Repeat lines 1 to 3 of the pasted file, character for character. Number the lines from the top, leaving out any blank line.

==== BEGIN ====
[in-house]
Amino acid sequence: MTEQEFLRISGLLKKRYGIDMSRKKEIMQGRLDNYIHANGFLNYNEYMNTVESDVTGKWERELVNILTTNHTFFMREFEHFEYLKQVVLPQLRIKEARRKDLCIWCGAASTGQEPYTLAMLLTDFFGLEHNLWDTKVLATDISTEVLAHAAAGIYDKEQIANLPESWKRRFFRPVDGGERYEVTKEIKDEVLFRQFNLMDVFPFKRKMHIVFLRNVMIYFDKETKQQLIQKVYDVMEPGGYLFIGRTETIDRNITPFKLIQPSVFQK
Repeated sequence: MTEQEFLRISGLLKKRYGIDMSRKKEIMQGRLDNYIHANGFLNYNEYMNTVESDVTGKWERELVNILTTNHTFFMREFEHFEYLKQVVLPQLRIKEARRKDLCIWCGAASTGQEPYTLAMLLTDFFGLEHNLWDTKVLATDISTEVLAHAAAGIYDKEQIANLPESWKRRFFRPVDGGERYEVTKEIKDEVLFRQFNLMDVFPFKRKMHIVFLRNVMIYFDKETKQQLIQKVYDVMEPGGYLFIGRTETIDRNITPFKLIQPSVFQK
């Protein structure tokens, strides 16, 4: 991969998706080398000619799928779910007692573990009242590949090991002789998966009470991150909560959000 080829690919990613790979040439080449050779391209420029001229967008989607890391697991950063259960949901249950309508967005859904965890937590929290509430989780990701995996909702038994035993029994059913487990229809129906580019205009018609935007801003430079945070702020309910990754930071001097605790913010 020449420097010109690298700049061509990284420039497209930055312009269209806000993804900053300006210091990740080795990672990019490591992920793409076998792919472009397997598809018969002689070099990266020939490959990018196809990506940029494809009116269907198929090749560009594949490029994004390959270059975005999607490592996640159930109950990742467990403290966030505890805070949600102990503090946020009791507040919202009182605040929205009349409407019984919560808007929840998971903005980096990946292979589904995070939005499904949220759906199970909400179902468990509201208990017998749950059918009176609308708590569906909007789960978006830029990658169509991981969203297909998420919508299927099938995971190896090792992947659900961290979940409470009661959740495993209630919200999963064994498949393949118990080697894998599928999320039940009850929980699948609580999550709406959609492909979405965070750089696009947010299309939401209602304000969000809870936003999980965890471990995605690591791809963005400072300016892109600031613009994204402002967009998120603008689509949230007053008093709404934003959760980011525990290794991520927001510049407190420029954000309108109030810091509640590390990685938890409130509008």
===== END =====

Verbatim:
[in-house]
Amino acid sequence: MTEQEFLRISGLLKKRYGIDMSRKKEIMQGRLDNYIHANGFLNYNEYMNTVESDVTGKWERELVNILTTNHTFFMREFEHFEYLKQVVLPQLRIKEARRKDLCIWCGAASTGQEPYTLAMLLTDFFGLEHNLWDTKVLATDISTEVLAHAAAGIYDKEQIANLPESWKRRFFRPVDGGERYEVTKEIKDEVLFRQFNLMDVFPFKRKMHIVFLRNVMIYFDKETKQQLIQKVYDVMEPGGYLFIGRTETIDRNITPFKLIQPSVFQK
Repeated sequence: MTEQEFLRISGLLKKRYGIDMSRKKEIMQGRLDNYIHANGFLNYNEYMNTVESDVTGKWERELVNILTTNHTFFMREFEHFEYLKQVVLPQLRIKEARRKDLCIWCGAASTGQEPYTLAMLLTDFFGLEHNLWDTKVLATDISTEVLAHAAAGIYDKEQIANLPESWKRRFFRPVDGGERYEVTKEIKDEVLFRQFNLMDVFPFKRKMHIVFLRNVMIYFDKETKQQLIQKVYDVMEPGGYLFIGRTETIDRNITPFKLIQPSVFQK